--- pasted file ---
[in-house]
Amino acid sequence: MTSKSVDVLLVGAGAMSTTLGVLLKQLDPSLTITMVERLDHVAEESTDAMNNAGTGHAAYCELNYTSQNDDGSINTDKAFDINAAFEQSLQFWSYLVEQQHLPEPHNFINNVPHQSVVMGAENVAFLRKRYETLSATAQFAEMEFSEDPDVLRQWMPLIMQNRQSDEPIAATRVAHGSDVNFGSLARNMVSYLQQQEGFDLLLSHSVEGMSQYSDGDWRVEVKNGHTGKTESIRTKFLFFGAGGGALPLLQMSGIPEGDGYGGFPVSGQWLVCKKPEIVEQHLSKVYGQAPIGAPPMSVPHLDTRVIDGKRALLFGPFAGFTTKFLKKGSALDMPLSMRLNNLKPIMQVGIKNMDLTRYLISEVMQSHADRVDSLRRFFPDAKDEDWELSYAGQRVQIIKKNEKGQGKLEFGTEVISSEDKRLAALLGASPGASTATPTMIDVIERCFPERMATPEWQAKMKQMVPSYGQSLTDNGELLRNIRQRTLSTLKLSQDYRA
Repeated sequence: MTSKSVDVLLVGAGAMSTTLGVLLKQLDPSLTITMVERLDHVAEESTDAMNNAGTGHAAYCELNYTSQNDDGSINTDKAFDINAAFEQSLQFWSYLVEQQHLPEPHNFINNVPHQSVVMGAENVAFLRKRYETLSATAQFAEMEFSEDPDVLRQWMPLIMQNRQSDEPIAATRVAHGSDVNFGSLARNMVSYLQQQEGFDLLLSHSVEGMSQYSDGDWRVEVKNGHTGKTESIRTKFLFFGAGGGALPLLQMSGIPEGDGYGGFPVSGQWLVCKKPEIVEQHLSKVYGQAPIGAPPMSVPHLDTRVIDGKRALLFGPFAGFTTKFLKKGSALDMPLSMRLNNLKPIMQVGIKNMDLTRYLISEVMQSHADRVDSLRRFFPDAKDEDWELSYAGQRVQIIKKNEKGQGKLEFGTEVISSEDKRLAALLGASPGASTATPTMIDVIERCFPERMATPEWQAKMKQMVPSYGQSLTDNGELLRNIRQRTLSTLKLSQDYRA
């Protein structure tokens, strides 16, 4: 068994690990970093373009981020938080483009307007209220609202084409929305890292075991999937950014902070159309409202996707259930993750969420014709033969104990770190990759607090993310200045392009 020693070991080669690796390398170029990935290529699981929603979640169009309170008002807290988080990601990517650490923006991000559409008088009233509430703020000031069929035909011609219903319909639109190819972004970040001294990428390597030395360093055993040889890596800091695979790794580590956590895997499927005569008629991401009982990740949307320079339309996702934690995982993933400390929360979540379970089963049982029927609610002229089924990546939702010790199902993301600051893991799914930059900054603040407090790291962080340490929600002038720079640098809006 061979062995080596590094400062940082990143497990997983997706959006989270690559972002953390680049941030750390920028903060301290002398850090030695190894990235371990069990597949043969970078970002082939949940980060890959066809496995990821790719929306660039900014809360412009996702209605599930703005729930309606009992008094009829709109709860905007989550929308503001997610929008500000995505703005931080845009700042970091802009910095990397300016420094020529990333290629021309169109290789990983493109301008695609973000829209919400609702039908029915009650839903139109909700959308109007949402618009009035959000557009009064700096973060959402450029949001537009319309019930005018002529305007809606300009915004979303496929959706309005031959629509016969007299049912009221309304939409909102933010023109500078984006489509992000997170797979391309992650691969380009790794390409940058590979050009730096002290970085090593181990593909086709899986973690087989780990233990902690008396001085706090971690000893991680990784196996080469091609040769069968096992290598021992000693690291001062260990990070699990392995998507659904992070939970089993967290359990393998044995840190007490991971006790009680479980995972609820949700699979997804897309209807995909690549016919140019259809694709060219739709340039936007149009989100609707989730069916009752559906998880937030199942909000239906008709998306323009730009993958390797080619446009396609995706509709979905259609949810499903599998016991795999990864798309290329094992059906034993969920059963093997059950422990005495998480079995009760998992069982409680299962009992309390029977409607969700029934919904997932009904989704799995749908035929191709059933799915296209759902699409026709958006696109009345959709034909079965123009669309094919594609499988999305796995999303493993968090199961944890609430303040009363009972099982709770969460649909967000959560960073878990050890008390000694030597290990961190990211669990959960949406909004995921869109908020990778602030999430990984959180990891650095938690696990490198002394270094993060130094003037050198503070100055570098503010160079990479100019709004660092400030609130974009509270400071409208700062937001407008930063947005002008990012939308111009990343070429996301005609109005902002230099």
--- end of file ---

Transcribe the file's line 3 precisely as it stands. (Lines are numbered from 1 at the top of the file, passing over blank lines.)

Repeated sequence: MTSKSVDVLLVGAGAMSTTLGVLLKQLDPSLTITMVERLDHVAEESTDAMNNAGTGHAAYCELNYTSQNDDGSINTDKAFDINAAFEQSLQFWSYLVEQQHLPEPHNFINNVPHQSVVMGAENVAFLRKRYETLSATAQFAEMEFSEDPDVLRQWMPLIMQNRQSDEPIAATRVAHGSDVNFGSLARNMVSYLQQQEGFDLLLSHSVEGMSQYSDGDWRVEVKNGHTGKTESIRTKFLFFGAGGGALPLLQMSGIPEGDGYGGFPVSGQWLVCKKPEIVEQHLSKVYGQAPIGAPPMSVPHLDTRVIDGKRALLFGPFAGFTTKFLKKGSALDMPLSMRLNNLKPIMQVGIKNMDLTRYLISEVMQSHADRVDSLRRFFPDAKDEDWELSYAGQRVQIIKKNEKGQGKLEFGTEVISSEDKRLAALLGASPGASTATPTMIDVIERCFPERMATPEWQAKMKQMVPSYGQSLTDNGELLRNIRQRTLSTLKLSQDYRA